L.A. Fire Department used drones for the first time during Skirball fire

Los Angeles Times

The Los Angeles Fire Department dispatched drones for the first time while battling a wildfire this month as firefighters took on the Skirball fire in Bel-Air. Fire officials demonstrated the use of the unmanned aerial vehicles for reporters on Thursday, sending two drones buzzing near blackened hills around Linda Flora Drive. "They provide real-time situational awareness from a bird's-eye perspective to the incident commander so they can see what's going on at their emergency and then change their tactics accordingly to mitigate the hazards," said Capt. Firefighters used two DJI Matrice 100 drones during the Skirball fire, Scott said. One had a high-definition camera used to survey the burn area, and the other had an infrared camera to assess hot spots.

Banksy donates funds from anti-arms artwork sale

BBC News

The artwork, Civilian Drone Strike, was on display at the Stop the Arms Fair art exhibition in east London. The exhibition was held alongside the world's largest arms fair, the Defence and Security Equipment International - both exhibitions closed on Friday. The money raised from the Banksy sale will be split between one of the exhibition's organisers, Campaign Against Arms Trade (CAAT), and the human rights group Reprieve. During last week's Defence and Security Equipment International (DSEI) fair, Mr Smith said it was "shameful that the government is welcoming despots and dictatorships to the UK to buy weapons".

Racist artificial intelligence? Maybe not, if computers explain their 'thinking'


Growing concerns about how artificial intelligence (AI) makes decisions has inspired U.S. researchers to make computers explain their "thinking." "In fact, it can get much worse where if the AI agents are part of a loop where they're making decisions, even the future data, the biases get reinforced," he added. Researchers hope that, by seeing the thought process of the computers, they can make sure AI doesn't pick up any gender or racial biases that humans have. But Singh says understanding the decision process is critical for future use, particularly in cases where AI is making decisions, like approving loan applications, for example.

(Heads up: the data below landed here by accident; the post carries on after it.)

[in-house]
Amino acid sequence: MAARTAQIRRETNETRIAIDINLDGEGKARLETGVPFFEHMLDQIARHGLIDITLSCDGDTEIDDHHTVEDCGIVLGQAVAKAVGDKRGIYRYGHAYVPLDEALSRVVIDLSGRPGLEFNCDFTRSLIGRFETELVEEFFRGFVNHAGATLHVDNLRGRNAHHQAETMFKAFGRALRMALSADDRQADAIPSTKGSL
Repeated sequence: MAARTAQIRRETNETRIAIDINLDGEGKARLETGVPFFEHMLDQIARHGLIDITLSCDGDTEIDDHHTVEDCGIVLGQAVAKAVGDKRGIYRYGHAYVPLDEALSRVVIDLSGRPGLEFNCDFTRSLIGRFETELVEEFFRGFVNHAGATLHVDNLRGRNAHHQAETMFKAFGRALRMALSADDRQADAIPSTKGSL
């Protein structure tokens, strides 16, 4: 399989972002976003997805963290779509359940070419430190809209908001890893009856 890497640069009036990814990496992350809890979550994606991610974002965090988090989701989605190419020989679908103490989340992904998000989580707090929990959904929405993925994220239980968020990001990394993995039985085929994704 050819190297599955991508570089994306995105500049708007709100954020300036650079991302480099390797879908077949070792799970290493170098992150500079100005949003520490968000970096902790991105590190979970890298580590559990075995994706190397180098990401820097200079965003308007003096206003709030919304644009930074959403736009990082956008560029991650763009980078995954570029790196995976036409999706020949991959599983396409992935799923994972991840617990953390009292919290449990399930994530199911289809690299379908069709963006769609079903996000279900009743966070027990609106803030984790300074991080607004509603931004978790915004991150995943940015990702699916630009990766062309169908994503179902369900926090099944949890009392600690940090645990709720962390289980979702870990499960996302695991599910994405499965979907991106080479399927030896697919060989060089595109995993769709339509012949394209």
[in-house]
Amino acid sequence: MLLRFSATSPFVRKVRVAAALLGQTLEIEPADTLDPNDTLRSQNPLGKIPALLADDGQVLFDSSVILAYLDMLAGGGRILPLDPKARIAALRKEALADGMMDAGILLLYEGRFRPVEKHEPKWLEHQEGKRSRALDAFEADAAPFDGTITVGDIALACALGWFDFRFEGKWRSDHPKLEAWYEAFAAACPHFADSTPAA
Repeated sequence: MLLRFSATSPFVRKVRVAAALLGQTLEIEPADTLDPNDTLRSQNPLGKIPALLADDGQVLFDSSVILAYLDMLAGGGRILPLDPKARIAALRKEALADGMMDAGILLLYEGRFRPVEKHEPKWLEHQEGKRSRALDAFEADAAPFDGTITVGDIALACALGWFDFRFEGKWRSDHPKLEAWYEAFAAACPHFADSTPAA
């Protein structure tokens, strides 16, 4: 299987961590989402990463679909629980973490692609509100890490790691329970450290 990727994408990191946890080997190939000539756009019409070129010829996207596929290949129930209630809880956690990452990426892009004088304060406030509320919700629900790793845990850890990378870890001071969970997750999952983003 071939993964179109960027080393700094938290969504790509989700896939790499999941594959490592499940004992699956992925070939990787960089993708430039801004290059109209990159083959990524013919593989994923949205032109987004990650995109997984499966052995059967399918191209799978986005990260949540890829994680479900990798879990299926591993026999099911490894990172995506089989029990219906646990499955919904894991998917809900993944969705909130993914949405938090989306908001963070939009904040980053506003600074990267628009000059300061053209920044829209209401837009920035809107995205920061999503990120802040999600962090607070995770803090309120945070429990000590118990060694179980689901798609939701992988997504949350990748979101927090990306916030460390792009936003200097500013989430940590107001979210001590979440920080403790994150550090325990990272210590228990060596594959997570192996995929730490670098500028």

Stephen Hawking warns that AI could be humanity's greatest disaster

Daily Mail

Professor Stephen Hawking has warned that artificial intelligence could develop a will of its own that is in conflict with that of humanity. It could herald dangers like powerful autonomous weapons and ways for the few to oppress the many, he said, as he called for more research in the area. But if sufficient research is done to avoid the risks, it could help in humanity's aims to'finally eradicate disease and poverty', he added. He was speaking in Cambridge at the launch of The Leverhulme Centre for the Future of Intelligence, which will explore the implications of the rapid development of artificial intelligence. All great achievements of civilisation, from learning to master fire to learning to grow food to understanding the cosmos, were down to human intelligence, he said.

Ford charts cautious path toward self-driving, shared vehicles


WASHINGTON U.S. soldier Chelsea Manning, serving a 35-year prison term for passing classified files to WikiLeaks, ended her hunger strike on Tuesday after the Army said she would be allowed to receive gender transition surgery, the American Civil Liberties Union (ACLU) said.

Love Classic Star Trek? You Owe a Huge Debt to Gene L. Coon


Producers had told him that if he could design them a creature they wanted to feature in a script, they'd let him play the part--and now Prohaska asked series creator Gene Roddenberry, story editor Dorothy Fontana, and the writer Gene L. Coon to come outside. A few days later, Fontana says, they had the script to "The Devil in the Dark," which introduced the beloved fan-favorite alien Horta, played by Prohaska in his rubbery suit. Gene L. Coon was telling the kind of stories that Gene Roddenberry wanted to see, but he was telling them with more heart. One early Star Trek script showed Kirk killing an evolving life form--something Coon strongly objected to, according to Andreea Kindryd, then his production secretary.

Weaponized robot used by Dallas police opens ethical debate

The Japan Times

While there doesn't appear to be any hard data on the subject, security experts and law enforcement officials said they couldn't recall another time when police deployed a robot with lethal intent. Meanwhile, militaries around the world have come to rely on their robotic friends to disable improvised explosive devices -- a need that only increased with the U.S. occupation of Iraq following its 2003 invasion. One robot developed by China's National Defense University called AnBot has been designed for "an important role in enhancing the country's anti-terrorism and anti-riot measures," according to its website. A 2014 report by Human Rights Watch and Harvard Law School's International Human Rights Clinic raised concerns about the use of fully autonomous weapons in law enforcement operations.